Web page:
How to fix your marriage: Four tips to strengthen unity
Long-time husband and judge James Sheridan offers four tips to husbands and wives seeking to strengthen their marriages:
- Don’t expect things to go well all the time.
- Don’t expect your spouse to be perfect.
- Expect your spouse to change, but don’t expect to cause the change.
- Don’t expect your spouse to know what you want unless you clearly say it.
Sheridan’s tips can help smooth out bumps along the way of marriage by helping set realisitic expectations for marriage.
Every relationship has bumps, Sheridan shares.
Couples in long-term, successful marriages often say working together through troubles as a team actually made them stronger and intensified their sense of intimacy. Having someone you can trust at your side during hard times makes the good times feel even better.
Your spouse isn’t perfect, Sheridan says, and neither are you. Expecting perfection inevitably leads to disappointment. Sheridan suggests that a more realistic goal is for husbands and wives to work, learn and grow together.
And with growth comes change. Expect your spouse to change, Sheridan says, but don’t expect to cause the change. “Trying to change your spouse rarely, if ever, succeeds.”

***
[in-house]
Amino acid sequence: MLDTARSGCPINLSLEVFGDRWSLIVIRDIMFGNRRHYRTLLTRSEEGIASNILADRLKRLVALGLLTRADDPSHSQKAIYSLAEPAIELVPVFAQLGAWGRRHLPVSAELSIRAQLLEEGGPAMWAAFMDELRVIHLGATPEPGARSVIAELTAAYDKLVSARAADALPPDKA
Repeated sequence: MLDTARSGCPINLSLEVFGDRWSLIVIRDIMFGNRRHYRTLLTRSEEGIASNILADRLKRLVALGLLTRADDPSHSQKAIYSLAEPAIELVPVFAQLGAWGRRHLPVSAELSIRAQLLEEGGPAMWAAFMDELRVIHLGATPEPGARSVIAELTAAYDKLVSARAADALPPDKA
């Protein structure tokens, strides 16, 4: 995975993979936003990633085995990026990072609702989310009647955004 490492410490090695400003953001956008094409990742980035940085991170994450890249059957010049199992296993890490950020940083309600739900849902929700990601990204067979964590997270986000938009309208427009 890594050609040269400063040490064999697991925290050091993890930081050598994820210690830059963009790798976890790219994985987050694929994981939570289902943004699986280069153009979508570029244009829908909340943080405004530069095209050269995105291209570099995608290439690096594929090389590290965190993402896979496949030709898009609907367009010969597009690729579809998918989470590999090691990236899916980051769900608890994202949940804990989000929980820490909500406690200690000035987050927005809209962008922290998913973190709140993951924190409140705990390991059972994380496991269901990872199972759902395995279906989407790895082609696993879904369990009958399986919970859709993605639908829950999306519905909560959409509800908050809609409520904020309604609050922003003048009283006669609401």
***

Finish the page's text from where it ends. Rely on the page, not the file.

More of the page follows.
Instead, Sheridan suggests, change your marriage by changing your behavior. And be sure to clearly communicate expectations.
Expecting your spouse to be a mind reader will undermine your marriage. If you want to be cuddled, receive cut flowers, have help with the dishes, have more sex or have your spouse accompany you when you go somewhere, say so. Spell it out in detail; don’t beat around the bush with clever hints or vague comments.
The solution to most expectation problems is simple: Talk about them with your spouse. Decide which expectations make sense in your marriage and which don’t. Keeping your expectations realistic and sharing them between you is a great step toward a healthy marriage.
These four tips can help husbands and wives get onto the same page and grow in mutual understanding, leading to a stronger marriage.